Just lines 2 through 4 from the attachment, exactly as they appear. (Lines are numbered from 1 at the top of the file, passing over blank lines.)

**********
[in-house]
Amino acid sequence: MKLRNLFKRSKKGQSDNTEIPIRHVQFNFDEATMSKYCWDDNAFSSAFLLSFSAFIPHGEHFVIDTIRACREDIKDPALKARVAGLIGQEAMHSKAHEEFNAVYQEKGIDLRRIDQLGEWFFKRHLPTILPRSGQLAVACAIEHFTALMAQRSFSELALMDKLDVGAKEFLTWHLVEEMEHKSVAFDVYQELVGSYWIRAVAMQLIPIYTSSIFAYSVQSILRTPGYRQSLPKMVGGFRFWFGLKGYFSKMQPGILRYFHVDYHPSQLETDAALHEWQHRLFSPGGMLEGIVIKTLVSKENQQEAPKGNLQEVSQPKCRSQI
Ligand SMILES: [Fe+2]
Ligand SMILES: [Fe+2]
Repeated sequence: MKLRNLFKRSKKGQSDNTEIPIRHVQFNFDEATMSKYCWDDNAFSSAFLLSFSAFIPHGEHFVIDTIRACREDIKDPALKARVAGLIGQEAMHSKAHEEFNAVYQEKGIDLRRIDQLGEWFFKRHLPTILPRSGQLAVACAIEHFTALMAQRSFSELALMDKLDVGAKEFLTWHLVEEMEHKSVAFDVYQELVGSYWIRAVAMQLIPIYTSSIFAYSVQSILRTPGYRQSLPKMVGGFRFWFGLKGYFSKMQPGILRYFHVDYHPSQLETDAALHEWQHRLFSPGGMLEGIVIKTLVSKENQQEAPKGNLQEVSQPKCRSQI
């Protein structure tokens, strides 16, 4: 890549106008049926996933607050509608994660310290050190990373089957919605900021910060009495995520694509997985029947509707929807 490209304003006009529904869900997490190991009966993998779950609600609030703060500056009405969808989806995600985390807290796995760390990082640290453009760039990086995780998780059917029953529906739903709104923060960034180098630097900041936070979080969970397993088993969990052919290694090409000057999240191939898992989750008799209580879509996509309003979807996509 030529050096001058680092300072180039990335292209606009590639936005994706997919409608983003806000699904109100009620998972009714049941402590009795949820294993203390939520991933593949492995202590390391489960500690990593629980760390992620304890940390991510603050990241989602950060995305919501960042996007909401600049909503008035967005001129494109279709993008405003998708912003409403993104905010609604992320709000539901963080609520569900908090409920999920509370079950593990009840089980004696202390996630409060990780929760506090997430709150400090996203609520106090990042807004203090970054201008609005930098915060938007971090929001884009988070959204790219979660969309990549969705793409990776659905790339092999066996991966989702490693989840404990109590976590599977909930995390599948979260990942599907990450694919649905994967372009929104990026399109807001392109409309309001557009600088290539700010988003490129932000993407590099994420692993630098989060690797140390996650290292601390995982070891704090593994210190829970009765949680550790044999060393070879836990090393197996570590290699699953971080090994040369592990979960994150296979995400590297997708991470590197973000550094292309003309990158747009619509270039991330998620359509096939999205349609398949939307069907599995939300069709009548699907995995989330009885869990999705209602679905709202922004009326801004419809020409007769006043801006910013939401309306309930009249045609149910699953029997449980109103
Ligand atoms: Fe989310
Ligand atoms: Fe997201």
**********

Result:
Amino acid sequence: MKLRNLFKRSKKGQSDNTEIPIRHVQFNFDEATMSKYCWDDNAFSSAFLLSFSAFIPHGEHFVIDTIRACREDIKDPALKARVAGLIGQEAMHSKAHEEFNAVYQEKGIDLRRIDQLGEWFFKRHLPTILPRSGQLAVACAIEHFTALMAQRSFSELALMDKLDVGAKEFLTWHLVEEMEHKSVAFDVYQELVGSYWIRAVAMQLIPIYTSSIFAYSVQSILRTPGYRQSLPKMVGGFRFWFGLKGYFSKMQPGILRYFHVDYHPSQLETDAALHEWQHRLFSPGGMLEGIVIKTLVSKENQQEAPKGNLQEVSQPKCRSQI
Ligand SMILES: [Fe+2]
Ligand SMILES: [Fe+2]